SHARJAH: A visiting oncologist and breast cancer survivor from the US said young women must immediately go for the ultrasound when they feel lumps on their breasts.
“It would be the ultrasound for them,” University of California (San Francisco)-Invest Therapeutics associate director and Early Phase Clinical Trials director Dr Pamela Munster told The Gulf Today on Tuesday.
An advocate of wellness through nutritious diet and ample exercise, who also encourages the cancer-stricken to be the promoters of the necessary support groups, gave the advice, when asked of her opinion as to what could be the other tool to help diagnose the probability of breast cancer among women below 40.
This is so since mammogramme is effective only for women above 45.
Last June, the UAE’s Friends of Cancer Patients secretary general Dr Sawsan Al Mahdi said the group is still lobbying about the need for new protocols and guidelines for early detection of breast cancer.
The lobby was a consequence of the findings of world health experts that were published in October 2011 that patients are now much younger.
In an October 2011 interview Al Mahdi said the institutions involved in the decision for the new protocols and guidelines are the World Health Organisation and the Union for International Cancer Control.
In a September 2006 interview, Welcare Hospitals’ Dr Rosalie Sant said: “Changing lifestyles and eating habits have resulted in the rise of diabetes, obesity and breast cancer in the UAE with the local women more than 50 years of age found to be at risk, and the number of such women has increased dramatically.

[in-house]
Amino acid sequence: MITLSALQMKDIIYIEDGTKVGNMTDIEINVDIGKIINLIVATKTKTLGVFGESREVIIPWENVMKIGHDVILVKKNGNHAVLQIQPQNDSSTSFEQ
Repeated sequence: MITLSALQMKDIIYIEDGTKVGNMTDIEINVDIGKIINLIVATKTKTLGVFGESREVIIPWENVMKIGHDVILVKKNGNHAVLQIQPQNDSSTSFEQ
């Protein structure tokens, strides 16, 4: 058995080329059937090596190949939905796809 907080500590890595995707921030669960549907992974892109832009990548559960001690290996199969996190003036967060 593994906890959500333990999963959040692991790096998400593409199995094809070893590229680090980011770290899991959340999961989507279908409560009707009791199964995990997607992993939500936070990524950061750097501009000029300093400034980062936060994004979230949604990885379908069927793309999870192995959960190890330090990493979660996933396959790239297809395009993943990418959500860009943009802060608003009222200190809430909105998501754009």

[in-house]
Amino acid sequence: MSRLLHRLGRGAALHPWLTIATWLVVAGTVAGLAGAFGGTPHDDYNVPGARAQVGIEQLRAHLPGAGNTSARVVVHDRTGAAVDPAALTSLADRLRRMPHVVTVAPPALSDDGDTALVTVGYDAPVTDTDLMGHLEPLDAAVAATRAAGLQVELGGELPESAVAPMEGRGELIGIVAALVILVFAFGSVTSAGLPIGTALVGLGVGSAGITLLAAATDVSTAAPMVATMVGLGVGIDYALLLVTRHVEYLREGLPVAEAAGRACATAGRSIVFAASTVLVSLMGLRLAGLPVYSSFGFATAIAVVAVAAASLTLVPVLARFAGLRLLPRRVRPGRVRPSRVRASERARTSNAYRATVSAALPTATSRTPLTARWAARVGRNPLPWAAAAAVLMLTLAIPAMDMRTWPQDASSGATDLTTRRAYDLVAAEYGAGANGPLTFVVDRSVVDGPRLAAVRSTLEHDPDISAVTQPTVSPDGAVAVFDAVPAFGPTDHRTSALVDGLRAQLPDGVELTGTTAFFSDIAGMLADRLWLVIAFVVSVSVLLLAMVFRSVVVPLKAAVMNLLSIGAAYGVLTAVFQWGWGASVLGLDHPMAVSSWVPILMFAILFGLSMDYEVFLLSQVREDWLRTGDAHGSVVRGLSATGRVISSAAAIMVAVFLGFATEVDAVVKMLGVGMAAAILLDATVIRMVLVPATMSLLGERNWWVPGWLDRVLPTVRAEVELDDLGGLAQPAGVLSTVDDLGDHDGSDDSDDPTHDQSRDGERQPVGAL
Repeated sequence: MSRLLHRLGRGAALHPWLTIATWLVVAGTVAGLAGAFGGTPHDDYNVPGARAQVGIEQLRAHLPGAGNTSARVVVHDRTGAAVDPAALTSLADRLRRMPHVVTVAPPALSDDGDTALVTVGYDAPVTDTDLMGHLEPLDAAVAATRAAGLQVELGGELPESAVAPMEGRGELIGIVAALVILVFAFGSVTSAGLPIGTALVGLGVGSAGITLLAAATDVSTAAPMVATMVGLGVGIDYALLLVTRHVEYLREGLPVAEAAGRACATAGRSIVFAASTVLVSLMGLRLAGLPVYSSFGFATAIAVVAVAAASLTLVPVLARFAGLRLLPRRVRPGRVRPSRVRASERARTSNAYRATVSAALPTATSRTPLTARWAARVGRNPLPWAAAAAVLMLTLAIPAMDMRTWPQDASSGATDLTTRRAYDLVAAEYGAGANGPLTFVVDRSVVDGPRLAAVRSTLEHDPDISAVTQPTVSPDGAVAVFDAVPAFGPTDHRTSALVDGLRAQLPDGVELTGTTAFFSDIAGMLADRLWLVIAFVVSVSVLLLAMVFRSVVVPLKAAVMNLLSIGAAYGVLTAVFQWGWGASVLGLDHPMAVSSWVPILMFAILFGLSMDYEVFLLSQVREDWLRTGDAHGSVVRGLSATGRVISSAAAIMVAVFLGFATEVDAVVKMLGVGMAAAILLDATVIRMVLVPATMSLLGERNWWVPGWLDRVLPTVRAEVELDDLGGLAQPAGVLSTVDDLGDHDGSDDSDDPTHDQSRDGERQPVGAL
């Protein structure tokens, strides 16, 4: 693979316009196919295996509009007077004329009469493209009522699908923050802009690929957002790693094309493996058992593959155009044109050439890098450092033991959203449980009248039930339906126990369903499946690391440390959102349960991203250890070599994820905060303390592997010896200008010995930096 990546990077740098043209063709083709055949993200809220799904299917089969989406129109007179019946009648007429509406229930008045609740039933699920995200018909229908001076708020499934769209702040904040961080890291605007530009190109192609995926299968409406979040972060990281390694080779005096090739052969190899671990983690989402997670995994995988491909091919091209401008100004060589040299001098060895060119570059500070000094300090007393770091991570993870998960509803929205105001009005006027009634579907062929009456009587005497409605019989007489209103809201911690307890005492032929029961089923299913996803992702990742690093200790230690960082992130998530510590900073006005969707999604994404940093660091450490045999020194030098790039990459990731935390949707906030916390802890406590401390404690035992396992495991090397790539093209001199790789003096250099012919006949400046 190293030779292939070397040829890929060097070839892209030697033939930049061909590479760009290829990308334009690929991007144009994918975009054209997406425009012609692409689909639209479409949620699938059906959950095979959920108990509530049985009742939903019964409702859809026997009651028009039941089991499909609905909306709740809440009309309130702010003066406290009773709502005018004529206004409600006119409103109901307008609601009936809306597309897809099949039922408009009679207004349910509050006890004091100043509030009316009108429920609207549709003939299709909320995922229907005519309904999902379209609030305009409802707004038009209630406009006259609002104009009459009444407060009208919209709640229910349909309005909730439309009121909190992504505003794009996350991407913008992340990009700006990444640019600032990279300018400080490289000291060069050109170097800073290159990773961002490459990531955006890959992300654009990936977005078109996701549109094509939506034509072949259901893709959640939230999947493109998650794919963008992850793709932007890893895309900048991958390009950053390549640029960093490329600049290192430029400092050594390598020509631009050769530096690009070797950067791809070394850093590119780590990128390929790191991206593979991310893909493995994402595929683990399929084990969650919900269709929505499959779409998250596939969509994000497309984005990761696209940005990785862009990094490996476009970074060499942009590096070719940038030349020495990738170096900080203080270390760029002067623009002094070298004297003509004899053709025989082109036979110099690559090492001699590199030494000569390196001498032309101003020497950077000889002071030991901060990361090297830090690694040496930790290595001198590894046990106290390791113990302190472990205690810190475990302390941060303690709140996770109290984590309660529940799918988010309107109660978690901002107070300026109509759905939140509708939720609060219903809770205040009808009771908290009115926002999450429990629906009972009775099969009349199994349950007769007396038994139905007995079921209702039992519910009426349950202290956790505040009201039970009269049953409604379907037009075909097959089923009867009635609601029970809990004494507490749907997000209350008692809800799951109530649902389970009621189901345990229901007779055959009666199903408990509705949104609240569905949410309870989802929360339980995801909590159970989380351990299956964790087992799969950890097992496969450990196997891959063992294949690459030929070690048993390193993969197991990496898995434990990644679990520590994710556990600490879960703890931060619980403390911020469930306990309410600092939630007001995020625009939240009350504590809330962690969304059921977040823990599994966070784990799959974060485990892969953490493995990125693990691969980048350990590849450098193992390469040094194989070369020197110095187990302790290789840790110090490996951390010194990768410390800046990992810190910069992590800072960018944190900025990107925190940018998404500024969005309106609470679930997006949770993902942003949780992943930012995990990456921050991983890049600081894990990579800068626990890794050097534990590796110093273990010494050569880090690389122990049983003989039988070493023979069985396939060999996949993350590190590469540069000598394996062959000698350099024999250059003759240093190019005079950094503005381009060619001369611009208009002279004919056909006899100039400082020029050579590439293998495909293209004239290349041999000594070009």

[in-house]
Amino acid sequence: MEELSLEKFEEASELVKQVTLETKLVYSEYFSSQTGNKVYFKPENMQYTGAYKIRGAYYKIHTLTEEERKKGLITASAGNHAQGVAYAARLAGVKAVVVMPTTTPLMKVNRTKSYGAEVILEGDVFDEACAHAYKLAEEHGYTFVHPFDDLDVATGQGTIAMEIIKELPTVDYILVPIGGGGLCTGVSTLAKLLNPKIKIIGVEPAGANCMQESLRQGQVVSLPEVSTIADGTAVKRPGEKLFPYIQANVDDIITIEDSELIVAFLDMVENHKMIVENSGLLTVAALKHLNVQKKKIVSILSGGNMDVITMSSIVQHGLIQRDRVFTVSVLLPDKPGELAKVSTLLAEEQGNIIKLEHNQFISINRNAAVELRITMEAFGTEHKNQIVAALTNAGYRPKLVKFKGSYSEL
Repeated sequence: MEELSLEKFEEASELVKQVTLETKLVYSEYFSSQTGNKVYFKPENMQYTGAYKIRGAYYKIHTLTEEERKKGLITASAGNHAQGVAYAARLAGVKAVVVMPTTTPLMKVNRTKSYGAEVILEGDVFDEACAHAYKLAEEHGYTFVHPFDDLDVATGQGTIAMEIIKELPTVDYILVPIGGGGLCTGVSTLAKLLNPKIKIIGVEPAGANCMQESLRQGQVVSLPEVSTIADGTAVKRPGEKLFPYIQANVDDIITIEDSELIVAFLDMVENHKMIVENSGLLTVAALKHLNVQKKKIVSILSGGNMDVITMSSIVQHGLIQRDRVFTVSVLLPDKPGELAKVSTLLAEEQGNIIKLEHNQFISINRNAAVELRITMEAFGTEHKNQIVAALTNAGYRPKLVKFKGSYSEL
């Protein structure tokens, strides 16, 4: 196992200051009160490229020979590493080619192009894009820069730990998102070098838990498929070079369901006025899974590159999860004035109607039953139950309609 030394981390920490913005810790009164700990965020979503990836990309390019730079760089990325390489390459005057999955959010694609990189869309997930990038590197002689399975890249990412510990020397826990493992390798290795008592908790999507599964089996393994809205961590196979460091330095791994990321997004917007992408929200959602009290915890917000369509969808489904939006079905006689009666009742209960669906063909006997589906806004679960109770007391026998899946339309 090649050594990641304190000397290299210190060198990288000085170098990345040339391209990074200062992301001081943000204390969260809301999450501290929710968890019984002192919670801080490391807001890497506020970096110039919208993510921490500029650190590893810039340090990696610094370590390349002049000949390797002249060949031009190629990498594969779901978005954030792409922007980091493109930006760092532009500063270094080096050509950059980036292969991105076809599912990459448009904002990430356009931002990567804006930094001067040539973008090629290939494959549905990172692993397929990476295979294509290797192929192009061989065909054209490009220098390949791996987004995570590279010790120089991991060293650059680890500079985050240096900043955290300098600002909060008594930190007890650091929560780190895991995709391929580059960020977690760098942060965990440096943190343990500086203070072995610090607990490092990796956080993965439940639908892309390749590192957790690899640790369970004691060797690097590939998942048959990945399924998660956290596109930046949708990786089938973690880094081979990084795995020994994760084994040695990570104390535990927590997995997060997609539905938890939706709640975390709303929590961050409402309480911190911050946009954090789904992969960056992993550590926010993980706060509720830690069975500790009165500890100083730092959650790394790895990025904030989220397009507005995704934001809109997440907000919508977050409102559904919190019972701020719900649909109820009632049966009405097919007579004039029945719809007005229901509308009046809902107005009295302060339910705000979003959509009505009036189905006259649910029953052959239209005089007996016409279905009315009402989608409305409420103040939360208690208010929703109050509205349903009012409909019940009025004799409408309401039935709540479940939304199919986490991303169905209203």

“The number of affected Westerners is tapering off and Asian women are at risk, specifically Indians and the Filipinas are the younger victims, even less than 30 years of age.”
Interviewed in November 2006, the first Emirati breast cancer surgeon Dr Houriya Kasim said that while at that time, it had been observed that the disease had become a major cause of mortality worldwide with one million new cases each year detected in this part of the world, we have noticed that the afflicted are now much younger than before.”
A Filipina mother from Sharjah shared that an ultrasound of her 22-year-old daughter in Philippines several months back revealed a “benign condition,” and it spared the family from a possible tragedy.
Meanwhile, on Thursday evening the “Dubai Goes Pink” campaign of the Breast Cancer Arabia (BCA) free interactive portal was scheduled to be launched with the Burj Al Arab illuminating a pink ribbon.
BCA founder Elizabeth Reyes who was behind the attempt to make the largest human pink ribbon from the UAE to the Guinness Book of World Records last year, said the campaign will continually inform the public that there is an online support system, able to give them “high quality information about breast cancer and its treatment and where to get this treatment.”